There was a passion to Rev. Robert Cornell that was the old fashioned Democratic variety that one reads about in books such as “The Glory And The Dream.” When I met Cornell in the early 1980’s he had been elected to Congress for one term, but was back in private life after not being allowed to secure another term in office. The First Congressional District in those days was staunchly Republican, and if you wanted to run for office you better do so as a member of the GOP. But to hear Cornell talk to the young men and women who he mentored in politics there was never a hill too steep for the principles of the Democratic Party not able to climb. He never faltered in believing that right and wrong was not just about religion, but also about the way the nation conducted our affairs.
At the time I met Cornell I was in my early 20’s, and working in radio, but also actively involved in local politics, becoming the Door County Democratic Chairperson in the mid-80’s. It was then that I found a constant source of inspiration and encouragement from Cornell. He urged me to break from the radio business, and find a way to Madison. Given the pay structure of family-owned radio at WDOR I needed not so much encouragement as a few voices in friendly ears to help me on my way. Cornell proved to be such a supporter, helping me to land a job at the Wisconsin State Capitol.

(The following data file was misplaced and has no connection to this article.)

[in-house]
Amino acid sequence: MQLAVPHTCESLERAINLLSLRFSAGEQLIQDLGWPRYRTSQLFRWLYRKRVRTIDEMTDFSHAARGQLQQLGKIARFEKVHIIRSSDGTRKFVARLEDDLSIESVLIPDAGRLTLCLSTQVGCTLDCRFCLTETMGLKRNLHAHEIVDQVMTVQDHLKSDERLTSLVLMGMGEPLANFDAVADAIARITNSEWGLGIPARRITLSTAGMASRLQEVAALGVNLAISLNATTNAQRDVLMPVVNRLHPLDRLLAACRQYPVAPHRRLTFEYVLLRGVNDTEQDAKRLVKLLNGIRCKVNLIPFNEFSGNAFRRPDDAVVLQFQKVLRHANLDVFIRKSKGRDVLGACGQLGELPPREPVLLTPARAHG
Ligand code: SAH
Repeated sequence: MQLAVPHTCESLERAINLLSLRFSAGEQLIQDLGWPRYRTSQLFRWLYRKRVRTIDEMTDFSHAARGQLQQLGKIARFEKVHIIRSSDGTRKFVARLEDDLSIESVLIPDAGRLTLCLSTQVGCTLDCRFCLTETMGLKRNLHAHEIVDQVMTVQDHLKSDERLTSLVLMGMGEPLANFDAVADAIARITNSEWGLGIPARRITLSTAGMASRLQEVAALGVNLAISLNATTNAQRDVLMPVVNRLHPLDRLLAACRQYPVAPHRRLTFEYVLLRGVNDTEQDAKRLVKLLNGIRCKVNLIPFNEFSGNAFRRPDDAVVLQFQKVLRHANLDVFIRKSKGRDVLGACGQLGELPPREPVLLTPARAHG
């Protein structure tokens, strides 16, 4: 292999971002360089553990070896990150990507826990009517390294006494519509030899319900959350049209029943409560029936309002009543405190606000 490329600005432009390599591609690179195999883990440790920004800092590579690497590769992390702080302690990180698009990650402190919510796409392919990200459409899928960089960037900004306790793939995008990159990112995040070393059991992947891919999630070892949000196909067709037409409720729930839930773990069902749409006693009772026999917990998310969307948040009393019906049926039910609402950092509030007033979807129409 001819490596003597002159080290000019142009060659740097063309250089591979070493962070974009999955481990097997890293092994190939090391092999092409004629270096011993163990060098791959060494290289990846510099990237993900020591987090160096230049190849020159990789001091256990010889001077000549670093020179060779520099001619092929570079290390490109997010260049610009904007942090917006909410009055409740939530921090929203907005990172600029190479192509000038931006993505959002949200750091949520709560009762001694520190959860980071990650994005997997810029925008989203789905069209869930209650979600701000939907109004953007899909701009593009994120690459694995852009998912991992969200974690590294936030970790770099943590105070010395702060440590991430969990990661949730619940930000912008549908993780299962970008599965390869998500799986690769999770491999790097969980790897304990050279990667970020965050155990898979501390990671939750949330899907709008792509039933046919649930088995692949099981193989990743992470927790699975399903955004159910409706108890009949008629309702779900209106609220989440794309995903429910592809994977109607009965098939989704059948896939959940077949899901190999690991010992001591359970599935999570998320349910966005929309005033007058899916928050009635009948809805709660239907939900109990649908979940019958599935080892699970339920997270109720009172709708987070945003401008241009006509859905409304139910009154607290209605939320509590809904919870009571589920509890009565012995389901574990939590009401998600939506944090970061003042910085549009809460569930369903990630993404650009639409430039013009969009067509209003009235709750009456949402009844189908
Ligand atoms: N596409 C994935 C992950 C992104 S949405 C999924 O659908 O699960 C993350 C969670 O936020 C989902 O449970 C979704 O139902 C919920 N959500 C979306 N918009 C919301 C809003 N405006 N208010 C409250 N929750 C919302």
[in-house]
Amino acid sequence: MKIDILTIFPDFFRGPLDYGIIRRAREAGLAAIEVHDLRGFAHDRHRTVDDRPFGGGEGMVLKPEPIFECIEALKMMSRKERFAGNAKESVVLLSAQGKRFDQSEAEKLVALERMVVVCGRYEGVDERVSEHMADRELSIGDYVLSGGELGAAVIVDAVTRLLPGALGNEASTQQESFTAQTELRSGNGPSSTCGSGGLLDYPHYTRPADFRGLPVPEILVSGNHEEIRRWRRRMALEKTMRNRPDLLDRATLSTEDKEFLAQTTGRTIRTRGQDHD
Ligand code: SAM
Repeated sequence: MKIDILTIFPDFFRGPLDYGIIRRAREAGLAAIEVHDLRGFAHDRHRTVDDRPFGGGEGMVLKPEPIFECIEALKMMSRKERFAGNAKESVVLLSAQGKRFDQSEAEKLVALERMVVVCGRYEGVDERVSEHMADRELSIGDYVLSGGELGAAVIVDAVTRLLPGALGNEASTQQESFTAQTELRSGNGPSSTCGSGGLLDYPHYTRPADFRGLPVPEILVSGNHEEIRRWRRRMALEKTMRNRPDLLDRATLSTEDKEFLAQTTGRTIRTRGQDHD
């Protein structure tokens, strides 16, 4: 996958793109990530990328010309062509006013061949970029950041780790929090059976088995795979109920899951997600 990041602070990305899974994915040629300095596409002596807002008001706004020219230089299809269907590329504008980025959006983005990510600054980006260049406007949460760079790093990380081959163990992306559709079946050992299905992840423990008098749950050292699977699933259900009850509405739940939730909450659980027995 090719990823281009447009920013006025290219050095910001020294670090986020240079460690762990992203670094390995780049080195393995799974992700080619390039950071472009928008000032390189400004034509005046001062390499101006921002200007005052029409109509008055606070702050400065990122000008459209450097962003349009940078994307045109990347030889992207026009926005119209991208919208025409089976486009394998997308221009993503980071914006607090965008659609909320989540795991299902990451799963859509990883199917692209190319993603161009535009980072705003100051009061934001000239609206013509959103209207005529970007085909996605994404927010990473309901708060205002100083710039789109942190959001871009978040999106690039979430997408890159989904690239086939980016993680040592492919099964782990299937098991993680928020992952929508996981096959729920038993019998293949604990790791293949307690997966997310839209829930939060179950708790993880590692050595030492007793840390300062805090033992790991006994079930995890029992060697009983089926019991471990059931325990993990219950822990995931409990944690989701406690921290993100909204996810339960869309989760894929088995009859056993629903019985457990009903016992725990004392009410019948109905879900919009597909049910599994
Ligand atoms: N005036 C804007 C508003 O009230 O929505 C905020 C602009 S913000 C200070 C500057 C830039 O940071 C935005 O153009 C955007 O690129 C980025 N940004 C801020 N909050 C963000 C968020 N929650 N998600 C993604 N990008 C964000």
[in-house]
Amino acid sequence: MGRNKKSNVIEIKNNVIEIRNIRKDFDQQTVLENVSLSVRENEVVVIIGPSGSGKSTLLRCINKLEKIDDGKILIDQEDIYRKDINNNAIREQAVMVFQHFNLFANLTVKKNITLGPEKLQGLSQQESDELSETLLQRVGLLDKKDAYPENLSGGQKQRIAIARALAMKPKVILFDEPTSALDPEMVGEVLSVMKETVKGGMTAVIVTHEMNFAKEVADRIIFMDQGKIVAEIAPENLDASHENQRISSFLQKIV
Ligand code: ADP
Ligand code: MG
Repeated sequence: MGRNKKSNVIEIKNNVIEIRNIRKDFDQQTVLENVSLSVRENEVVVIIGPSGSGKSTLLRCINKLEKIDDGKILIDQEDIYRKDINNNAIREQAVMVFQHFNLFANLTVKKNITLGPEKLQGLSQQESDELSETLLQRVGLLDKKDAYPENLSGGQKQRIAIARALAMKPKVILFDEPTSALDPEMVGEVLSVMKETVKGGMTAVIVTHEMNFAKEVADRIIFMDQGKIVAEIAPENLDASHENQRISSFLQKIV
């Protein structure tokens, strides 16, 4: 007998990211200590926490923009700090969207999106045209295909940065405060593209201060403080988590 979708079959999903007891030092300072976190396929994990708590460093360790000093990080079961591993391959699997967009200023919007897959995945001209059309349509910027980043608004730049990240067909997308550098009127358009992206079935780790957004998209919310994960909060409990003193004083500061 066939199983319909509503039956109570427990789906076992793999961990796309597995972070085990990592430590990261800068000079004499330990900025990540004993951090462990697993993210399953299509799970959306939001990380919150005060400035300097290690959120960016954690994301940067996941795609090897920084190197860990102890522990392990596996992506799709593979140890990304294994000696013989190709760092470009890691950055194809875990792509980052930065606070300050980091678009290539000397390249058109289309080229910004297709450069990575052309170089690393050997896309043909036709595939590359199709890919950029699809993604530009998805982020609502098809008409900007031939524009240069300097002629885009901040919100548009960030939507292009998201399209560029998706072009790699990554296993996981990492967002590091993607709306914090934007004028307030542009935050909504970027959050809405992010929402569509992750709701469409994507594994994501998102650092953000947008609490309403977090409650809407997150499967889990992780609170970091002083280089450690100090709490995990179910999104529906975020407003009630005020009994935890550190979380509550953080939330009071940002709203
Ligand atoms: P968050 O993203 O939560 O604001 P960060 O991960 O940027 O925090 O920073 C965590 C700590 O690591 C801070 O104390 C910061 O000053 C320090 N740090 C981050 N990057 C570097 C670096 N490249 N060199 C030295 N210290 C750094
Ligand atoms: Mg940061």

One of the many things I recall about Robert Cornell was his insistence that he was sent to Congress to make the best decisions after gathering all the information he could, and then casting a vote. After all, he told me more than once, the average voter is working a full-time job, raising a family, and not able to amass the information that a member of Congress can. Therefore he felt it proper to vote the merits of the facts, as opposed to the whims of the voter. One can argue if that was smart politics, but I think it shows his principles were sound, and his logic perhaps too clear to be in Congress.
Many young men such as myself were impacted by the kindness and passion for politics, and making a difference in life that Cornell so strongly believed in. It is a sad start to the week to hear of his passing at the the age of 89.
Father Cornell (third person from left) in 1987 at a Door County Democratic Annual Dinner. Former Wisconsin Speaker Tom Loftus on far left, and your blogger, Gregory Humphrey, on the far right.